Yesterday, I rose bright and early, had a chill morning with Edmond, and finally decided to check my email at around 9, just to verify that the promised Permit would be waiting in my inbox.
But it wasn’t there.
Instead, I had an email telling me that I needed approval from another guy with a higher rank and more official title.
So after several calls to his office, I finally got in touch with him. We had a rather heated discussion, and he was pretty straightforward in telling me that codes does not permit this small of a space (it does), and that they couldn’t make exceptions. He told me he would check with a few other people and get back to me later in the afternoon.
I then contacted a councilwoman, another tiny house owner in Nashville, and scoured the internet for resources.
Here’s the thing. As I was when we started this project, I’m 99.5% sure that we’re following both building codes and zoning ordinances. Jonathan and I did not jump into this. Nashville allows for “accessory dwelling units” in our neighborhood (no minimum size), and 2012 building codes (which take effect this week) allow for spaces as small as 138 square feet (ours is 216). Even using the 2006 building codes, I think there is a lot of grey area in which we should have been free and clear.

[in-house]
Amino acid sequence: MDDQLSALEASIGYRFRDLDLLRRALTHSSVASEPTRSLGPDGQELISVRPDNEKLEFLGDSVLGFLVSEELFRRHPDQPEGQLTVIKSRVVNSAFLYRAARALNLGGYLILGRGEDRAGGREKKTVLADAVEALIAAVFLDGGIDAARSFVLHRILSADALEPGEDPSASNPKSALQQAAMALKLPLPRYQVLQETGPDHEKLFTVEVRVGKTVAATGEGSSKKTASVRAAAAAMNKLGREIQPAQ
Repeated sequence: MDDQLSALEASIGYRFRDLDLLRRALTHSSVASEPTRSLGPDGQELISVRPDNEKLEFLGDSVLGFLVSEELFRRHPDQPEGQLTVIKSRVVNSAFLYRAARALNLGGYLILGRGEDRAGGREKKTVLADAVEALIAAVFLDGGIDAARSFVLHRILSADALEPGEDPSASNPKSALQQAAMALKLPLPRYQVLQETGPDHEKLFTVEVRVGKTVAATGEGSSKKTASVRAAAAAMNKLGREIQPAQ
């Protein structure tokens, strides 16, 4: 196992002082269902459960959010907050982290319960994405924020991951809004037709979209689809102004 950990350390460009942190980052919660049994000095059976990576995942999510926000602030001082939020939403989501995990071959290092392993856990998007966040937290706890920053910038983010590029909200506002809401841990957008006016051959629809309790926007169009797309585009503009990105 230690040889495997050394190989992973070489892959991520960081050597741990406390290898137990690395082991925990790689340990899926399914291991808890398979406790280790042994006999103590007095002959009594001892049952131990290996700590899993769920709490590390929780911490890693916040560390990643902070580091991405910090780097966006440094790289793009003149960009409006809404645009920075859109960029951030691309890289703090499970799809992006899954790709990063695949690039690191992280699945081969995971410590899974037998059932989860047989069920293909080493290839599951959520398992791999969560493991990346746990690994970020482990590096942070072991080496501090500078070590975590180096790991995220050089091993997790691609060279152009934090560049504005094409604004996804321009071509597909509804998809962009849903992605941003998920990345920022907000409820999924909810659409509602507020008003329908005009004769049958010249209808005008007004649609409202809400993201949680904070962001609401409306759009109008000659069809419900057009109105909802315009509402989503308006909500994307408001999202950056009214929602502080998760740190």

Dude called back later that afternoon and told me that they had decided to permit me. He presents this as a great favor, and then proceeds to tell me to make sure I get all my inspections or they’ll “have to bulldoze the house.” (Another man at one point suggested we “just tear it down and make a new one that was bigger.” !!!!!!!)
Here’s what is frustrating about all of this.
I want building codes in place to protect tenants from having crappy landlords supply them with inadequate or dangerous living space. But as the 2015 International Building Codes clearly attest, there isn’t a minimum number of square feet in which that is possible. The international community and many other states are finding this to be true. But as someone told me, “Tiny Houses aren’t going to be legal in Davidson County anytime soon.” What does that even mean when you have zoning in place that protects them, and a 2012 building code that allows for them?!?!
It means that many are far more comfortable supporting waste/profit than ecology/economy. That, at least in Nashville, it is easier to get a demolition permit to destroy a perfectly habitable and nice dwelling, construct two (or three or four) massive condos in its place, each with a selling price for twice what the first house was worth, and then deny poor and middle-income families the rights to build smaller spaces or rent them out through airbnb in the name of affordable housing for the poor.
Rant ended. We have a permit. We’ll be building to code. This conflict is over for the foreseeable future.
And for what it’s worth, I’m really grateful and relieved that the Building Code department gave us this permit. I’m glad that even while it felt like they were killing all our dreams, they were at least smiling about it.